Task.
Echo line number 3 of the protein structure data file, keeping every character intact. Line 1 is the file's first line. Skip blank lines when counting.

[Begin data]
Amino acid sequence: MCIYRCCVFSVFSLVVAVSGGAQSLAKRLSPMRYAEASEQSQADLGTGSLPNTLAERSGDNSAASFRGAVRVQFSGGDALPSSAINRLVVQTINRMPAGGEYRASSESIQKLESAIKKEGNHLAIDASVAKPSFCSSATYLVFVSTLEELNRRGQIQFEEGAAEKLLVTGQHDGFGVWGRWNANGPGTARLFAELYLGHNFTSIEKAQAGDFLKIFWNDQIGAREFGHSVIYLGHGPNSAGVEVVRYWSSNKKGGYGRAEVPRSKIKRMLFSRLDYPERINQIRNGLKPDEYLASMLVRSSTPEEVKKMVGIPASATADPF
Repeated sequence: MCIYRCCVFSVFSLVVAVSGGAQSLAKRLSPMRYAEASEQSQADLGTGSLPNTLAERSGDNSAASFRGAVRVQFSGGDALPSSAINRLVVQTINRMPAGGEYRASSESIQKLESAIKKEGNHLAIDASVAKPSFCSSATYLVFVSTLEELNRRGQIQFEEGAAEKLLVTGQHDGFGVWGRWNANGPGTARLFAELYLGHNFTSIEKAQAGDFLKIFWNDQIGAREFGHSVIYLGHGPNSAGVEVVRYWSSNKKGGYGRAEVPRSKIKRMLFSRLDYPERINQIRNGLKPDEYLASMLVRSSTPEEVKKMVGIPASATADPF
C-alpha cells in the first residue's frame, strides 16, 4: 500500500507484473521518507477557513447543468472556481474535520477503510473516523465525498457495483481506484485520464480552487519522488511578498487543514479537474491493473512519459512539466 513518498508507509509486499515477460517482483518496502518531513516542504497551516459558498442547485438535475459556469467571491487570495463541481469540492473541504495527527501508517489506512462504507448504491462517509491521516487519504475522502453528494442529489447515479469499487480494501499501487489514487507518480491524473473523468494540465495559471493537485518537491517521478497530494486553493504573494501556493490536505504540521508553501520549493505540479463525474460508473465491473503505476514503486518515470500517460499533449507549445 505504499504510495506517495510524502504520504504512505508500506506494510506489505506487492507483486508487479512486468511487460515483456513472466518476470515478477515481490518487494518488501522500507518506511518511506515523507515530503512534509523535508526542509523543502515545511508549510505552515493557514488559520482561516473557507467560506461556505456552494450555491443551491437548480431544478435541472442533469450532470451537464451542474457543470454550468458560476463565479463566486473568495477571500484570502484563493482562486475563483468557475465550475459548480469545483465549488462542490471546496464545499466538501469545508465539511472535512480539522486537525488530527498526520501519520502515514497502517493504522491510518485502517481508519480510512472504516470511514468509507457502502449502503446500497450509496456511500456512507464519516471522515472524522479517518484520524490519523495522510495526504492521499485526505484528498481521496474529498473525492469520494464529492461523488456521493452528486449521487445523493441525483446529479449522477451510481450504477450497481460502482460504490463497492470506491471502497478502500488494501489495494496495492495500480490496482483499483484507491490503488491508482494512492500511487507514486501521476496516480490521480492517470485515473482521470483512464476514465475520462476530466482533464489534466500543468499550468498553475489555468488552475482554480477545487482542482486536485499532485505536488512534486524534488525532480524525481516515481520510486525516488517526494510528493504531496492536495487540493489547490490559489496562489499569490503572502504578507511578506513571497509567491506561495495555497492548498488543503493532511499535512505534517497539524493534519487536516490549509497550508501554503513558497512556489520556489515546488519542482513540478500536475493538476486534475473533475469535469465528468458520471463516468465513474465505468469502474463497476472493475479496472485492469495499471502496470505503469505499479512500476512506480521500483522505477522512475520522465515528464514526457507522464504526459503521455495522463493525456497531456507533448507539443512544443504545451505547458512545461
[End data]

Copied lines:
C-alpha cells in the first residue's frame, strides 16, 4: 500500500507484473521518507477557513447543468472556481474535520477503510473516523465525498457495483481506484485520464480552487519522488511578498487543514479537474491493473512519459512539466 513518498508507509509486499515477460517482483518496502518531513516542504497551516459558498442547485438535475459556469467571491487570495463541481469540492473541504495527527501508517489506512462504507448504491462517509491521516487519504475522502453528494442529489447515479469499487480494501499501487489514487507518480491524473473523468494540465495559471493537485518537491517521478497530494486553493504573494501556493490536505504540521508553501520549493505540479463525474460508473465491473503505476514503486518515470500517460499533449507549445 505504499504510495506517495510524502504520504504512505508500506506494510506489505506487492507483486508487479512486468511487460515483456513472466518476470515478477515481490518487494518488501522500507518506511518511506515523507515530503512534509523535508526542509523543502515545511508549510505552515493557514488559520482561516473557507467560506461556505456552494450555491443551491437548480431544478435541472442533469450532470451537464451542474457543470454550468458560476463565479463566486473568495477571500484570502484563493482562486475563483468557475465550475459548480469545483465549488462542490471546496464545499466538501469545508465539511472535512480539522486537525488530527498526520501519520502515514497502517493504522491510518485502517481508519480510512472504516470511514468509507457502502449502503446500497450509496456511500456512507464519516471522515472524522479517518484520524490519523495522510495526504492521499485526505484528498481521496474529498473525492469520494464529492461523488456521493452528486449521487445523493441525483446529479449522477451510481450504477450497481460502482460504490463497492470506491471502497478502500488494501489495494496495492495500480490496482483499483484507491490503488491508482494512492500511487507514486501521476496516480490521480492517470485515473482521470483512464476514465475520462476530466482533464489534466500543468499550468498553475489555468488552475482554480477545487482542482486536485499532485505536488512534486524534488525532480524525481516515481520510486525516488517526494510528493504531496492536495487540493489547490490559489496562489499569490503572502504578507511578506513571497509567491506561495495555497492548498488543503493532511499535512505534517497539524493534519487536516490549509497550508501554503513558497512556489520556489515546488519542482513540478500536475493538476486534475473533475469535469465528468458520471463516468465513474465505468469502474463497476472493475479496472485492469495499471502496470505503469505499479512500476512506480521500483522505477522512475520522465515528464514526457507522464504526459503521455495522463493525456497531456507533448507539443512544443504545451505547458512545461